The SF8’s 9 August statement read in part: “We and our support committee are claiming victory in this latest battle. As we go forward and prepare for the next one we ask that you lend your strength, your ideas and your spirit to win the dismissal of the charges against Francisco Torres. We also ask that you give your full support to the effort to gain release on parole by Jalil and Herman.” Jalil Muntaqim (Anthony Bottom) pled no contest to charges of conspiracy to commit voluntary manslaughter. Herman Bell pled guilty to lesser charges of voluntary manslaughter. Under the terms of these plea deals, Bell and Muntaqim were given no additional jail time, would not testify against any other of the SF8 and their pleas could not be used as evidence against the others. This would return them to prisons in New York where they are serving 25-to-life sentences on separate charges of killing two NYPD cops in 1971. The two men, together with Albert “Nuh” Washington, who has died, were known as the “New York 3.”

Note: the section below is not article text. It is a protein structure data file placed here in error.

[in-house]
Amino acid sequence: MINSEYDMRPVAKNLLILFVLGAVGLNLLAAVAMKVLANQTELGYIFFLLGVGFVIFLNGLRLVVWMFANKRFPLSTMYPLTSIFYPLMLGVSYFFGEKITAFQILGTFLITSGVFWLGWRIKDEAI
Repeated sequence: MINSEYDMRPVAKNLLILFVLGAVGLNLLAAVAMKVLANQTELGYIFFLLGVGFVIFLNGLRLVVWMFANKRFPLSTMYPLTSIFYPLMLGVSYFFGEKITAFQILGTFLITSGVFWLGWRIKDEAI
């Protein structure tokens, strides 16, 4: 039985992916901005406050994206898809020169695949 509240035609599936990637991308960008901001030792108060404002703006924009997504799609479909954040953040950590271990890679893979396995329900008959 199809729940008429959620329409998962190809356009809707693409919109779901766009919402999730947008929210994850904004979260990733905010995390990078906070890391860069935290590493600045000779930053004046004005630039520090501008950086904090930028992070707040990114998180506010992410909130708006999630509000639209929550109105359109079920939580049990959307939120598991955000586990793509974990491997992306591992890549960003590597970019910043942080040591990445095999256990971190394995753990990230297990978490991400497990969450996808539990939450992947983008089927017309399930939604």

Central to the New York 3’s 1975 frame-up conviction was the coerced testimony of torture victim Ruben Scott, who subsequently recanted. Long-suppressed documents showed that two women witnesses were jailed for 13 months and threatened with the loss of custody of their children in order to coerce their testimony. That testimony was rewarded by not only allowing them custody of their children, but also with a rent-free apartment and a $150 a week stipend for several years. During the 1980s, it was revealed that the FBI had concealed significant exculpatory evidence, including a ballistics report that proved the key piece of “physical evidence” at trial—a .45 calibre pistol in Bell’s possession at the time of his arrest—was not the weapon used to kill the cops (see The COINTELPRO Papers, Ward Churchill and Jim Vander Wall ).